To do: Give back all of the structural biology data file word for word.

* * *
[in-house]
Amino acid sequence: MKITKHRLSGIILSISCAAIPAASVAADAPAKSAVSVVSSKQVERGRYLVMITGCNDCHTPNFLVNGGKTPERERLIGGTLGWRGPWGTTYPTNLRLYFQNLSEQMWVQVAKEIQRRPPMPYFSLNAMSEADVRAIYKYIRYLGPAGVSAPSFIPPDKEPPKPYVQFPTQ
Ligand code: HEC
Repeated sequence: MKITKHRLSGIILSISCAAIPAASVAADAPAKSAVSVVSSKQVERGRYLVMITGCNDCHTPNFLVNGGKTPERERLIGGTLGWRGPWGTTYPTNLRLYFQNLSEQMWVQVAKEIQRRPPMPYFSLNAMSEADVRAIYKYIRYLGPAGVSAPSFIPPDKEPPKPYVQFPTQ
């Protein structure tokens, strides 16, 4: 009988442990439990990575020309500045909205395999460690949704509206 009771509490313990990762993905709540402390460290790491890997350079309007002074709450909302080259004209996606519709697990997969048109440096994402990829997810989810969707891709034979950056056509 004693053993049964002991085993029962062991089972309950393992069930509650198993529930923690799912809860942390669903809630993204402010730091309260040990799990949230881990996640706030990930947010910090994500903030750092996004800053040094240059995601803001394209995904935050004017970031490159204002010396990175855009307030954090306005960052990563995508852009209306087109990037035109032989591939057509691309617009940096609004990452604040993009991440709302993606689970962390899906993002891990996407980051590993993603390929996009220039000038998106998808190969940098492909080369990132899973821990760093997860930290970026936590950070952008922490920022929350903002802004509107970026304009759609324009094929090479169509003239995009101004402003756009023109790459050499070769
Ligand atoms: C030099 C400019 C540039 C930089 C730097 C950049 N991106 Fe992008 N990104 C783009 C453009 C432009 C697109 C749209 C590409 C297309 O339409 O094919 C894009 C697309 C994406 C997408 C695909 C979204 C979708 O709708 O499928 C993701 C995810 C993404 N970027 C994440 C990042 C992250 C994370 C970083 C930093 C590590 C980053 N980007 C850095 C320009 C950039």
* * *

[in-house]
Amino acid sequence: MKITKHRLSGIILSISCAAIPAASVAADAPAKSAVSVVSSKQVERGRYLVMITGCNDCHTPNFLVNGGKTPERERLIGGTLGWRGPWGTTYPTNLRLYFQNLSEQMWVQVAKEIQRRPPMPYFSLNAMSEADVRAIYKYIRYLGPAGVSAPSFIPPDKEPPKPYVQFPTQ
Ligand code: HEC
Repeated sequence: MKITKHRLSGIILSISCAAIPAASVAADAPAKSAVSVVSSKQVERGRYLVMITGCNDCHTPNFLVNGGKTPERERLIGGTLGWRGPWGTTYPTNLRLYFQNLSEQMWVQVAKEIQRRPPMPYFSLNAMSEADVRAIYKYIRYLGPAGVSAPSFIPPDKEPPKPYVQFPTQ
């Protein structure tokens, strides 16, 4: 009988442990439990990575020309500045909205395999460690949704509206 009771509490313990990762993905709540402390460290790491890997350079309007002074709450909302080259004209996606519709697990997969048109440096994402990829997810989810969707891709034979950056056509 004693053993049964002991085993029962062991089972309950393992069930509650198993529930923690799912809860942390669903809630993204402010730091309260040990799990949230881990996640706030990930947010910090994500903030750092996004800053040094240059995601803001394209995904935050004017970031490159204002010396990175855009307030954090306005960052990563995508852009209306087109990037035109032989591939057509691309617009940096609004990452604040993009991440709302993606689970962390899906993002891990996407980051590993993603390929996009220039000038998106998808190969940098492909080369990132899973821990760093997860930290970026936590950070952008922490920022929350903002802004509107970026304009759609324009094929090479169509003239995009101004402003756009023109790459050499070769
Ligand atoms: C030099 C400019 C540039 C930089 C730097 C950049 N991106 Fe992008 N990104 C783009 C453009 C432009 C697109 C749209 C590409 C297309 O339409 O094919 C894009 C697309 C994406 C997408 C695909 C979204 C979708 O709708 O499928 C993701 C995810 C993404 N970027 C994440 C990042 C992250 C994370 C970083 C930093 C590590 C980053 N980007 C850095 C320009 C950039």